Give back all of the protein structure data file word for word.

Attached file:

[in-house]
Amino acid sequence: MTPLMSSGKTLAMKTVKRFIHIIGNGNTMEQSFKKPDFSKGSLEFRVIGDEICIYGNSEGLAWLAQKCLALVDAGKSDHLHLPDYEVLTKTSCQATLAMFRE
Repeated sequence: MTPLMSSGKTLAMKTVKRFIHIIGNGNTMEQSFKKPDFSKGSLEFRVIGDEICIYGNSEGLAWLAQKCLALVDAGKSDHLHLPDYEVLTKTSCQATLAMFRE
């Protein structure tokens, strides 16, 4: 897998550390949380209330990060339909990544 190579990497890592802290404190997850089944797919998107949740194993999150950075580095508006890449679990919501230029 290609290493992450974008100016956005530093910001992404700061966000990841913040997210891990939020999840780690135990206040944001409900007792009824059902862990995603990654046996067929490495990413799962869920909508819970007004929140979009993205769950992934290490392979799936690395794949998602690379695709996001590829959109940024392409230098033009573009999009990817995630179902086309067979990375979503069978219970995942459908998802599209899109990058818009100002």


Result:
[in-house]
Amino acid sequence: MTPLMSSGKTLAMKTVKRFIHIIGNGNTMEQSFKKPDFSKGSLEFRVIGDEICIYGNSEGLAWLAQKCLALVDAGKSDHLHLPDYEVLTKTSCQATLAMFRE
Repeated sequence: MTPLMSSGKTLAMKTVKRFIHIIGNGNTMEQSFKKPDFSKGSLEFRVIGDEICIYGNSEGLAWLAQKCLALVDAGKSDHLHLPDYEVLTKTSCQATLAMFRE
């Protein structure tokens, strides 16, 4: 897998550390949380209330990060339909990544 190579990497890592802290404190997850089944797919998107949740194993999150950075580095508006890449679990919501230029 290609290493992450974008100016956005530093910001992404700061966000990841913040997210891990939020999840780690135990206040944001409900007792009824059902862990995603990654046996067929490495990413799962869920909508819970007004929140979009993205769950992934290490392979799936690395794949998602690379695709996001590829959109940024392409230098033009573009999009990817995630179902086309067979990375979503069978219970995942459908998802599209899109990058818009100002």